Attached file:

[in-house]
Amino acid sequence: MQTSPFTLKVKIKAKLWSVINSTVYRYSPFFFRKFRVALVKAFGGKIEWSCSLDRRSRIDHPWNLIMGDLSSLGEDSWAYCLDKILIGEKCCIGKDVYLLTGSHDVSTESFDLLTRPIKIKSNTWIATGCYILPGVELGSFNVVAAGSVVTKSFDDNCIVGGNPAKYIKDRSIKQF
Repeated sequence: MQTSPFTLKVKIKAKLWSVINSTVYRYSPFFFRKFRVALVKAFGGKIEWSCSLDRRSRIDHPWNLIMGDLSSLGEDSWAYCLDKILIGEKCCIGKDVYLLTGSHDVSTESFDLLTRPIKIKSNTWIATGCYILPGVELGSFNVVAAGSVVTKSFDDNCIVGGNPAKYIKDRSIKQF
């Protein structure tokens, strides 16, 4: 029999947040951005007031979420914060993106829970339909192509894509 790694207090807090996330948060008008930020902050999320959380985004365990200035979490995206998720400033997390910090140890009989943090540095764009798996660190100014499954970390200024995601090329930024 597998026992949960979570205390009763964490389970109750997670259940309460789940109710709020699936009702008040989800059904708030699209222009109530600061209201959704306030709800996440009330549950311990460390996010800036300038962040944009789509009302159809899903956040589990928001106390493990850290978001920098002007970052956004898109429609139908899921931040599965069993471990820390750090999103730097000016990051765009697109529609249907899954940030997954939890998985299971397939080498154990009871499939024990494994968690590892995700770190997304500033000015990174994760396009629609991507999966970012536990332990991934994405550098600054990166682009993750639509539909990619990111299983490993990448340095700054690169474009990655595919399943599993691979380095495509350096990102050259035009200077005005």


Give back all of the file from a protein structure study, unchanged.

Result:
[in-house]
Amino acid sequence: MQTSPFTLKVKIKAKLWSVINSTVYRYSPFFFRKFRVALVKAFGGKIEWSCSLDRRSRIDHPWNLIMGDLSSLGEDSWAYCLDKILIGEKCCIGKDVYLLTGSHDVSTESFDLLTRPIKIKSNTWIATGCYILPGVELGSFNVVAAGSVVTKSFDDNCIVGGNPAKYIKDRSIKQF
Repeated sequence: MQTSPFTLKVKIKAKLWSVINSTVYRYSPFFFRKFRVALVKAFGGKIEWSCSLDRRSRIDHPWNLIMGDLSSLGEDSWAYCLDKILIGEKCCIGKDVYLLTGSHDVSTESFDLLTRPIKIKSNTWIATGCYILPGVELGSFNVVAAGSVVTKSFDDNCIVGGNPAKYIKDRSIKQF
């Protein structure tokens, strides 16, 4: 029999947040951005007031979420914060993106829970339909192509894509 790694207090807090996330948060008008930020902050999320959380985004365990200035979490995206998720400033997390910090140890009989943090540095764009798996660190100014499954970390200024995601090329930024 597998026992949960979570205390009763964490389970109750997670259940309460789940109710709020699936009702008040989800059904708030699209222009109530600061209201959704306030709800996440009330549950311990460390996010800036300038962040944009789509009302159809899903956040589990928001106390493990850290978001920098002007970052956004898109429609139908899921931040599965069993471990820390750090999103730097000016990051765009697109529609249907899954940030997954939890998985299971397939080498154990009871499939024990494994968690590892995700770190997304500033000015990174994760396009629609991507999966970012536990332990991934994405550098600054990166682009993750639509539909990619990111299983490993990448340095700054690169474009990655595919399943599993691979380095495509350096990102050259035009200077005005």